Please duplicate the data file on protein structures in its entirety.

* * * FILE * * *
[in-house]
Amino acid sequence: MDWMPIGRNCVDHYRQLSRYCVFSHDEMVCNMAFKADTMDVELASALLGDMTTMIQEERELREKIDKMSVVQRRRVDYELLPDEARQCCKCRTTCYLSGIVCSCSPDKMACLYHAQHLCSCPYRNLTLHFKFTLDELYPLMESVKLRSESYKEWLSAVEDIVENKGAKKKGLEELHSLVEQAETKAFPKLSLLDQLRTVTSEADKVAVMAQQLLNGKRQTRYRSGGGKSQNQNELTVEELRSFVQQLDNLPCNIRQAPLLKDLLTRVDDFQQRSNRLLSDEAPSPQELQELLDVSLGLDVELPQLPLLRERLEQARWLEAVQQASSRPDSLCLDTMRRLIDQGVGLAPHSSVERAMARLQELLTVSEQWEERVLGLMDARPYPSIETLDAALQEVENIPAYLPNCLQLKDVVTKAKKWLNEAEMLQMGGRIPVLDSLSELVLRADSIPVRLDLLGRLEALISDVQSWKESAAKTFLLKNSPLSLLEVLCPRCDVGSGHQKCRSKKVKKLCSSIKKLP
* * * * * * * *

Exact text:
[in-house]
Amino acid sequence: MDWMPIGRNCVDHYRQLSRYCVFSHDEMVCNMAFKADTMDVELASALLGDMTTMIQEERELREKIDKMSVVQRRRVDYELLPDEARQCCKCRTTCYLSGIVCSCSPDKMACLYHAQHLCSCPYRNLTLHFKFTLDELYPLMESVKLRSESYKEWLSAVEDIVENKGAKKKGLEELHSLVEQAETKAFPKLSLLDQLRTVTSEADKVAVMAQQLLNGKRQTRYRSGGGKSQNQNELTVEELRSFVQQLDNLPCNIRQAPLLKDLLTRVDDFQQRSNRLLSDEAPSPQELQELLDVSLGLDVELPQLPLLRERLEQARWLEAVQQASSRPDSLCLDTMRRLIDQGVGLAPHSSVERAMARLQELLTVSEQWEERVLGLMDARPYPSIETLDAALQEVENIPAYLPNCLQLKDVVTKAKKWLNEAEMLQMGGRIPVLDSLSELVLRADSIPVRLDLLGRLEALISDVQSWKESAAKTFLLKNSPLSLLEVLCPRCDVGSGHQKCRSKKVKKLCSSIKKLP